Secondly, much of Europe’s gas supply from Russia is hedged through long-term contracts lasting years or, in some cases, even decades. With no other short-term sources of gas supply that can realistically meet Europe’s demand, and based on the current sanctions policy of the EU towards Russia, any immediate developments to halt Russian gas imports seem highly unlikely. The most recent EU travel ban on Russian officials has visibly omitted from its list heads of Russia’s two largest oil and gas giants, Gazprom’s Alexei Miller and Rosneft’s Igor Sechin, showing that when it comes to energy supplies, Brussels is careful not to escalate tensions with Moscow.
Even if Europe and Russia have no interest in stopping gas supplies through Ukraine, such a scenario could materialise if further crisis escalation leads to harsh retaliation by either Kiev or Moscow. For the moment, this is still an improbable outcome since Ukraine is unlikely to interfere with Russian gas transit through its segment of the Druzhba pipeline. Such a move would damage Ukraine’s relationship with its European partners, cut its own source of vital gas supply and could lead to harsh retaliation by Moscow. In simple terms, Ukraine’s dependence on Russian gas and Russia’s dependence on Ukraine’s pipelines minimizes the likelihood of any such disruption in gas supply. In Moldova, a similar dependence on Russian gas has maintained gas deliveries through territory controlled by the Russian-backed, though unrecognized, Republic of Transnistria. Tiraspoltransgas, Transnistria’s state energy company, ships gas to Moldova even though Moldova claims sovereignty over Transnistrian territory.
Russia could only feel the major costs of the current Crimean crisis 5-10 years in the future. Over the long term, Russia could lose its place as Europe’s main gas supplier, and as a consequence, suffer financial losses and decreased political influence over Central and Eastern Europe. A loss of confidence in the future stability of Russian gas supplies could see the Russian energy sector facing decreased European oil and gas demand and lowered investments by Western companies into the oil and gas sector within Russia.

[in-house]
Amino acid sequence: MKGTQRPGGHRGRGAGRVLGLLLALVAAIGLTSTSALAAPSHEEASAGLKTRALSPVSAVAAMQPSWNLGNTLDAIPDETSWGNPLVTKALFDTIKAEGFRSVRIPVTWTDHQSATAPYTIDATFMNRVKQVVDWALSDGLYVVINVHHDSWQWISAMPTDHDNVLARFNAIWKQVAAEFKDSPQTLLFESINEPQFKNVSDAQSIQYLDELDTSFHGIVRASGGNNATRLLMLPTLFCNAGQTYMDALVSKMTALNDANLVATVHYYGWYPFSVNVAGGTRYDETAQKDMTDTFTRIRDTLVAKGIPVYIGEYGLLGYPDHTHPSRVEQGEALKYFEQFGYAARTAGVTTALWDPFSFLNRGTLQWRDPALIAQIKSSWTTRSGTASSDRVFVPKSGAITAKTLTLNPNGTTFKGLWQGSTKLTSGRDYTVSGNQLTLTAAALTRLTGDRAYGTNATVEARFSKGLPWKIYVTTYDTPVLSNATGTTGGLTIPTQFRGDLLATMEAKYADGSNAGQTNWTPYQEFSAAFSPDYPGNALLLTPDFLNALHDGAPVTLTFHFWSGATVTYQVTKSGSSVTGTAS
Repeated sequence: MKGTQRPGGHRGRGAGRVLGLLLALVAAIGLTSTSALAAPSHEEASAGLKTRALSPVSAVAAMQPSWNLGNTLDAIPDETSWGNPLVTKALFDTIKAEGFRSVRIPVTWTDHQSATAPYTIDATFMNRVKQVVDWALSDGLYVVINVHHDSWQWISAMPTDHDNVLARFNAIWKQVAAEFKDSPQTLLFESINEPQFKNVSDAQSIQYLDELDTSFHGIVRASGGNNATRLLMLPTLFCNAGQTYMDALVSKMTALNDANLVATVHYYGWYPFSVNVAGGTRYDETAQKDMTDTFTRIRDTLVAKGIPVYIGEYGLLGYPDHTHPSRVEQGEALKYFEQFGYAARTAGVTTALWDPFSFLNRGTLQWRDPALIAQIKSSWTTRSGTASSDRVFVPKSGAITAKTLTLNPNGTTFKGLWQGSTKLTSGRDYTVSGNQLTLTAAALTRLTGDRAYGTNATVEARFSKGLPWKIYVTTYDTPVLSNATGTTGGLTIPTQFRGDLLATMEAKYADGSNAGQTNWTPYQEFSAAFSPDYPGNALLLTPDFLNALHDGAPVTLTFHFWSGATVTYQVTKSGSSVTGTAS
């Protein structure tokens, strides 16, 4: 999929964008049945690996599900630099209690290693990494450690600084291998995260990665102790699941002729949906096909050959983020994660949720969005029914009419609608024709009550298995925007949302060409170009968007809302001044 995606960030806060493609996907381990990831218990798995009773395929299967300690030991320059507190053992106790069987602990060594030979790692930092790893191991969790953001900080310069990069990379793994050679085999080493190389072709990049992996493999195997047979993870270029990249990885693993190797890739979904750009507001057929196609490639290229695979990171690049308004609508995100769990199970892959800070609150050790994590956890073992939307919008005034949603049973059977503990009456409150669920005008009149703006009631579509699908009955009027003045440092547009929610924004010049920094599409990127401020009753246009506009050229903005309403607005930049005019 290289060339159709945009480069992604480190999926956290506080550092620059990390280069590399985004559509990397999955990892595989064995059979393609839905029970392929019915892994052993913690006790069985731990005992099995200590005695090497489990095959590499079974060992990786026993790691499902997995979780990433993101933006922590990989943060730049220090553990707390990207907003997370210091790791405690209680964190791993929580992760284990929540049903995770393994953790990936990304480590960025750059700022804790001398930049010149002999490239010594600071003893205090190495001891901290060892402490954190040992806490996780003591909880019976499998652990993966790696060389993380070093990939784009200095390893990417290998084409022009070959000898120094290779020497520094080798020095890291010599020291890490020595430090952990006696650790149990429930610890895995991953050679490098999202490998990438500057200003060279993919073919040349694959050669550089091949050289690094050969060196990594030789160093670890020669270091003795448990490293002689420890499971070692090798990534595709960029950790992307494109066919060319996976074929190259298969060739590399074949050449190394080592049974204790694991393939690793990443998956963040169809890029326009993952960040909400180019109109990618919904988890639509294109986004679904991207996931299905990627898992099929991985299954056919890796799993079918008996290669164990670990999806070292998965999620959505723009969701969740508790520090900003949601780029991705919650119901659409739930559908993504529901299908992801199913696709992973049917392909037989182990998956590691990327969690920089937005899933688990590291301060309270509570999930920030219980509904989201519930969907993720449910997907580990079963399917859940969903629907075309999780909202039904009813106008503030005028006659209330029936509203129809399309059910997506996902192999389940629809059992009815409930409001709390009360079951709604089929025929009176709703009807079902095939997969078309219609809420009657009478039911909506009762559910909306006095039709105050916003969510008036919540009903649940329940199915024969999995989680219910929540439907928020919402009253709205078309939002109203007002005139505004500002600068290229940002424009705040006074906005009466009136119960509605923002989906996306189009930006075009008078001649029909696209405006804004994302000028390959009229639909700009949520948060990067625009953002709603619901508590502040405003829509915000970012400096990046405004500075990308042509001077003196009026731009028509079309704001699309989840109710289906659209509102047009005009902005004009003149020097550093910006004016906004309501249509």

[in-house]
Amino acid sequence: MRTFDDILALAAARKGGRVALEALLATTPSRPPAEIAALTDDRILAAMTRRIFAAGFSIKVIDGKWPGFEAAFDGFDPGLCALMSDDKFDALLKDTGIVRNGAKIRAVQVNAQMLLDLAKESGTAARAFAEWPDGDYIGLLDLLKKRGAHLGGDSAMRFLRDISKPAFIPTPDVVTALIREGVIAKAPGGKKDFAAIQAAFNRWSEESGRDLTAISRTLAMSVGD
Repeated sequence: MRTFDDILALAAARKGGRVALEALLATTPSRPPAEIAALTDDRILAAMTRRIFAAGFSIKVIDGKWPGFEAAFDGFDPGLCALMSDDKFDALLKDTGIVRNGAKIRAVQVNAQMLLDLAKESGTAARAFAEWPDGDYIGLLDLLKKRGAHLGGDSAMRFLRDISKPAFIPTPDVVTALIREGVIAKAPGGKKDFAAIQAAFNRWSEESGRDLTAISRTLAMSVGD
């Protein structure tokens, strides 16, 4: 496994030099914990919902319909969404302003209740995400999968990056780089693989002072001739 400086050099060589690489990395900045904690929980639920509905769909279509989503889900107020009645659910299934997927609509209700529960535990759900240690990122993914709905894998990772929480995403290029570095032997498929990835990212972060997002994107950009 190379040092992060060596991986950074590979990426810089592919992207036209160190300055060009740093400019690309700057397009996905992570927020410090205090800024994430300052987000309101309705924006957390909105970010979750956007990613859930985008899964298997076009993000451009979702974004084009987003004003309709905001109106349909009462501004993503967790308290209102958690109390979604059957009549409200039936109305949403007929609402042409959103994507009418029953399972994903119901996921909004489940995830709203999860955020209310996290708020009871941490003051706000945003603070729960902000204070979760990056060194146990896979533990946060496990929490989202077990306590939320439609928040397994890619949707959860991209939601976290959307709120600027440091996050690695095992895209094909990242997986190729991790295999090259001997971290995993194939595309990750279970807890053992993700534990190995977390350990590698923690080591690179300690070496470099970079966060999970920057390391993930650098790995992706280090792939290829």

Europe’s approach to reducing its demand for Russian energy is likely to be multifaceted. Much has been said about the need to diversify Europe’s energy supply, but the current crisis and consequent uncertainty over Russia’s future actions could provide Europe with the incentives necessary to take a more proactive approach in finding suppliers outside Russia’s sphere of influence. Some EU member states like Germany might become more willing to reverse their nuclear energy restrictions, whilst also providing more incentives towards expanding their renewable energy sector. Further incentives could be given to develop more LNG (Liquefied Natural Gas) terminals to increase import capacity from the Middle East and possibly even the United States. Over the longer term, there are likely to be greater investments in researching the profitability of discovered shale gas resources in Poland and shale gas prospects in western Ukraine. These projects, in combination with the scheduled 2018 completion date for the Trans Adriatic Pipeline gas supply project from Azerbaijan via Turkey to Western Europe, could see a significant fall in Europe’s dependence on Russian gas over this decade.